Bobby Charles

Around 1986, Bobby recorded enough songs for an album with the aforementioned Nelson and Young and members of their bands. One band member, Ben Keith

“…asked me if I had any new songs. I said that I did and I sang him a couple of ’em and he said, ‘Man, let’s go in the studio and do ’em right now’. So we went in, we got some time and we started doin’ some songs and before we knew it we were on our way to finishing another complete album and I just felt really good about this. This is the record that I’ve always dreamed of making. This is the first time I get to make MY record the way that I wanted to make it, from cover to cover.”

The album in question was released in 1987. Produced by Bobby’s own Rice ‘n’ Gravy company (so-called after Bobby’s favourite Cajun dish), it was entitled ‘Clean Water’ and was issued in Germany by Zensor. It included a version of ‘But I Do’, performed in a very different manner to Clarence ‘Frogman’ Henry, plus nine more Charles compositions, many of which were well worth a place in any record collection. The title track reflected Bobby’s interest in ecology: “I’m trying to clean all the waters of the world. It’s a big project but I think we can do it”. Three years later when he autographed the sleeve of my copy of the album he wrote “Smile – Better Days are coming”. These sentiments are particularly ironic in view of the recent BP oil leakage into the Gulf of Mexico and the disastrous consequences. It is difficult to understand why airplay was so difficult to come by in Louisiana at the time when four singles were released, even though the album was not originally issued in the States.

“They play Cajun in Berlin, Germany before they play it in Lafayette, Louisiana which is the Cajun capital of the world and that’s embarrassing to me, it really is.”


Joe Allen (bass)
Bobby Charles (vocals)
Charles Cockran (piano)
Bessyl Duhon (accordion)
Mike Elliot (guitar, synth drums programing)
Karl Himmel (synth drums programing)
Jim Horn (horns)
Wayne Jackson (horns)
Ben Keith (bass, steel guitar, background vocals)
Doanner Kupper (background vocals)
Wade Benson Landry (fiddle)
Kenny Malone (percussion)
Larry Marshall (piano)
Terry McMillan (percussion, harp)
Joey Miskulin (accordion)
Tracy Nelson (background vocals)
Hrgus Robbins (piano)
Jackie Street (bass)
Bob Wilson (piano)


01. Lil’ Cajun 3.04
02. Secrets 3.27
03. Love In The Worse Degree 3.22
04. Cowboys And Indians 2.59
05. But I Do 4.26
06. Clean Water 3.10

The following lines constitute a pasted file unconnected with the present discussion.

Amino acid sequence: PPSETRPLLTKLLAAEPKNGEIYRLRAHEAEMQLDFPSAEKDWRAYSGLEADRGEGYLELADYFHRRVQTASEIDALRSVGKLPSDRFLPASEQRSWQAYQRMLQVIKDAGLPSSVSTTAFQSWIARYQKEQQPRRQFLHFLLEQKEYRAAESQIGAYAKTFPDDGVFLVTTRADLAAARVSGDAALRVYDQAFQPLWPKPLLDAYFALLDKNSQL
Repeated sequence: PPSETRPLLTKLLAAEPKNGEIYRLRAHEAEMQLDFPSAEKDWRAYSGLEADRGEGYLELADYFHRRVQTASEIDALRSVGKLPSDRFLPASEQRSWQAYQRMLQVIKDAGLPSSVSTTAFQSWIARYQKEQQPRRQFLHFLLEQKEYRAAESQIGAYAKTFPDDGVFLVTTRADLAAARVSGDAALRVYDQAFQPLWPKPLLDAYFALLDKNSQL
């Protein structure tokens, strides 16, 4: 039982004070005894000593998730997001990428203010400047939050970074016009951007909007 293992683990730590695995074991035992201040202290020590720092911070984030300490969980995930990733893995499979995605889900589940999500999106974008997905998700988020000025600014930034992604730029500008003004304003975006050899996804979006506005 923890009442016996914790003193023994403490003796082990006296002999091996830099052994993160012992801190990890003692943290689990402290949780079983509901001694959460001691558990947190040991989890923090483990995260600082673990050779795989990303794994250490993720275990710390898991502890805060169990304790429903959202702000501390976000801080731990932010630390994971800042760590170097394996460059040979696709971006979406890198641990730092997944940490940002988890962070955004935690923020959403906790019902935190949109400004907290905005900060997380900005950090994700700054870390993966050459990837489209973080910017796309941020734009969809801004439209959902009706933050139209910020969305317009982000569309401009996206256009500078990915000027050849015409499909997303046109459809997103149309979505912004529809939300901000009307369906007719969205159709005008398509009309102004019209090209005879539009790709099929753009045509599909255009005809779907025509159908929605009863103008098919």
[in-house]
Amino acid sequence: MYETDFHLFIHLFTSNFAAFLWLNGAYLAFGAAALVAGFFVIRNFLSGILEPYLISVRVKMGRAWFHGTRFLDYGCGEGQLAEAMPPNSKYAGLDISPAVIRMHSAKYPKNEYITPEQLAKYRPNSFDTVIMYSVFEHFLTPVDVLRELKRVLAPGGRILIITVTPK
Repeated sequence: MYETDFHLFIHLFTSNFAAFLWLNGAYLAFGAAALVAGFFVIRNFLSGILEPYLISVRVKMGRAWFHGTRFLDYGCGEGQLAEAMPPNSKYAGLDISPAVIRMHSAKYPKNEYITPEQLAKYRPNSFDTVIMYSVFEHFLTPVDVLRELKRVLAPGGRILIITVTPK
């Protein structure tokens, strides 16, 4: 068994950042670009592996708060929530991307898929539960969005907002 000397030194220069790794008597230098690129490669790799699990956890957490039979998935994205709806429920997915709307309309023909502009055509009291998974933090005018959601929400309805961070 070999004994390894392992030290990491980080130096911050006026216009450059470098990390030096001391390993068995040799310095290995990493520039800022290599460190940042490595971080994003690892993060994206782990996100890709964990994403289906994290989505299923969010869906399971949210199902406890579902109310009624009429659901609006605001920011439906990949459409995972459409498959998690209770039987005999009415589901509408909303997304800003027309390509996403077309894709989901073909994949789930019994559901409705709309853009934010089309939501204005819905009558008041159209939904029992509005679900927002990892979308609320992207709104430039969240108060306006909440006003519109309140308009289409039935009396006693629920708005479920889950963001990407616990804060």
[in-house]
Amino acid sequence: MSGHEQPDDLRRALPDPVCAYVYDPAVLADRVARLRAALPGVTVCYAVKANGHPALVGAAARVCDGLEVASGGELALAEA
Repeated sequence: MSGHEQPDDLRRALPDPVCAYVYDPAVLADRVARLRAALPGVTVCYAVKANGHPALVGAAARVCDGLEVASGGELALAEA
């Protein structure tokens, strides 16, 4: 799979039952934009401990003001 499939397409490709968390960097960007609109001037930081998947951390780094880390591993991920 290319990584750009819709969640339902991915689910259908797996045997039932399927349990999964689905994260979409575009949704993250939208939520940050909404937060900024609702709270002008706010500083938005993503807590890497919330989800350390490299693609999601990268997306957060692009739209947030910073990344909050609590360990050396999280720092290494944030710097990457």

07. Lil’ Sister 3.07
08. Party Town 3.56
09. Le Champs Elysee! 3.39

All songs written by Bobby Charles



Bobby Charles2

Robert Charles Guidry (February 21, 1938 – January 14, 2010)


Robbie Robertson – Same (1987)

FrontCover1Robbie Robertson is the solo debut album by Robbie Robertson, released in 1987. It won the Juno Award for “Album of the Year”, and producers Daniel Lanois and Robertson won the “Producer of the Year” Juno award, both in 1989 (there were no Juno Awards in 1988).

The album includes contributions from the members of U2 and Peter Gabriel, both of whom were also working with Lanois at the time. U2 was recording The Joshua Tree and Gabriel was recording So. U2’s contribution is heard in the song “Sweet Fire of Love”, a duet of sorts between Robertson and U2 lead singer Bono. The other track featuring U2 is “Testimony”, again with vocals by Bono. Gabriel’s contributions are heard on the song “Fallen Angel”, which was dedicated to Richard Manuel, Robertson’s former bandmate in the Band, and “Broken Arrow”, which reverberates with Gabriel’s signature Rhodes electric piano. In addition, Tony Levin and Manu Katché, who were recording with Gabriel, are featured prominently on this record. (wikipedia)

Robbie Robertson was once asked why he waited 11 years after the breakup of the Band to release a solo project, and he replied, “I wasn’t so sure I had something to say.” One can hear a bit of this thinking in Robertson’s self-titled solo debut; it’s obvious that he didn’t care to revisit the country- and blues-flavored roots rock that had been his bread and butter with the Band, and at the same time Robertson seemed determined to make an album that had something important to say, and could stand alongside his legendary earlier work. Looking for a moody and atmospheric sound, Robertson teamed up with RobieRobertson01producer Daniel Lanois, who had previously worked with U2 and Peter Gabriel, two artists whose work obviously influenced Robertson’s musical thinking while he was making the album (they both appear on the album as well). As a result, Robbie Robertson is an album that represents both a clear break from his past, and an ambitious attempt to take his fascination with American culture and music in a new and contemporary direction. It’s highly ambitious stuff, and the album’s ambitions sometimes prove to be its Achilles’ heel. Robertson’s collaboration with U2, “Sweet Fire of Love,” sounds like a rather unremarkable outtake from The Joshua Tree, with the group’s aural bombast subsuming the ostensive leader of the session, while “Fallen Angel,” “American Roulette,” and “Somewhere Down the Crazy River” find Robertson exploring the same iconography of the Band’s best work, but without the same grace or subtle wit. And it doesn’t take long to realize why Robbie only took two lead vocals during his tenure with the Band; his dry, reedy voice isn’t bad, but it lacks the force and authority to communicate the big themes Robertson wants to bring across. Despite all this, Robbie Robertson does have its share of pearly moments, especially on the bitter “Hell’s Half Acre,” “Sonny Got Caught in the Moonlight,” and “Broken Arrow” (a performance more subtle and effective than Rod Stewart’s better-known cover). Robbie Robertson isn’t the masterpiece its creator was obviously striving towards, but it’s an intelligent and often compelling set from an inarguably important artist, and it comes a good bit closer to capturing what made the Band’s work so memorable than the latter-day efforts from Levon Helm and company. ( by Mark Deming)


Bill Dillon (guitar, background vocals)
Manu Katché (drums, percussion)
Daniel Lanois (percussion, guitar on 05. + 08., omnichord on 05., background vocals)
Robbie Robertson (vocals, guitar, keyboards)
Tinker Barfield (bass on 01. + 05.)
BoDeans (Sam Llanas, Kurt Neumann) (background vocals on 02. + 05.)
Bono (vocals, bass on 04., background vocals, guitar on 09.)